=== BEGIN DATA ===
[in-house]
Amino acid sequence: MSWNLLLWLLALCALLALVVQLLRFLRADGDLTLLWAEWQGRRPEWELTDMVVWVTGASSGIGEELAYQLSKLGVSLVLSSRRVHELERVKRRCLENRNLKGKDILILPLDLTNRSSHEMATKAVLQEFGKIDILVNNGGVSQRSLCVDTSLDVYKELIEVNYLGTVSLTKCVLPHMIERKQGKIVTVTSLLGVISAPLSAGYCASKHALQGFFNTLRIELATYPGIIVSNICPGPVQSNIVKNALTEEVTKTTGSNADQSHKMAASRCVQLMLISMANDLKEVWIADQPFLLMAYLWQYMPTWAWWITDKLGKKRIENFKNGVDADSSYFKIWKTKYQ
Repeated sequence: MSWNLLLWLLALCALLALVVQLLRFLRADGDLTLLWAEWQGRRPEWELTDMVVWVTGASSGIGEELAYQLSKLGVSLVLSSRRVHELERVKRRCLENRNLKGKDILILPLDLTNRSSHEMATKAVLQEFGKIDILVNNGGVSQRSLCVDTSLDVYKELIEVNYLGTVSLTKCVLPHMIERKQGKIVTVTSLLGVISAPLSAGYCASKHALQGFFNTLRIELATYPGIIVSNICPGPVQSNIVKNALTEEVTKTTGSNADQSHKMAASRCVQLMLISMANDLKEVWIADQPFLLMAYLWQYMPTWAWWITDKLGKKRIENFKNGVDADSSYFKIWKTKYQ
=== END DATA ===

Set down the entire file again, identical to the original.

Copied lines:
[in-house]
Amino acid sequence: MSWNLLLWLLALCALLALVVQLLRFLRADGDLTLLWAEWQGRRPEWELTDMVVWVTGASSGIGEELAYQLSKLGVSLVLSSRRVHELERVKRRCLENRNLKGKDILILPLDLTNRSSHEMATKAVLQEFGKIDILVNNGGVSQRSLCVDTSLDVYKELIEVNYLGTVSLTKCVLPHMIERKQGKIVTVTSLLGVISAPLSAGYCASKHALQGFFNTLRIELATYPGIIVSNICPGPVQSNIVKNALTEEVTKTTGSNADQSHKMAASRCVQLMLISMANDLKEVWIADQPFLLMAYLWQYMPTWAWWITDKLGKKRIENFKNGVDADSSYFKIWKTKYQ
Repeated sequence: MSWNLLLWLLALCALLALVVQLLRFLRADGDLTLLWAEWQGRRPEWELTDMVVWVTGASSGIGEELAYQLSKLGVSLVLSSRRVHELERVKRRCLENRNLKGKDILILPLDLTNRSSHEMATKAVLQEFGKIDILVNNGGVSQRSLCVDTSLDVYKELIEVNYLGTVSLTKCVLPHMIERKQGKIVTVTSLLGVISAPLSAGYCASKHALQGFFNTLRIELATYPGIIVSNICPGPVQSNIVKNALTEEVTKTTGSNADQSHKMAASRCVQLMLISMANDLKEVWIADQPFLLMAYLWQYMPTWAWWITDKLGKKRIENFKNGVDADSSYFKIWKTKYQ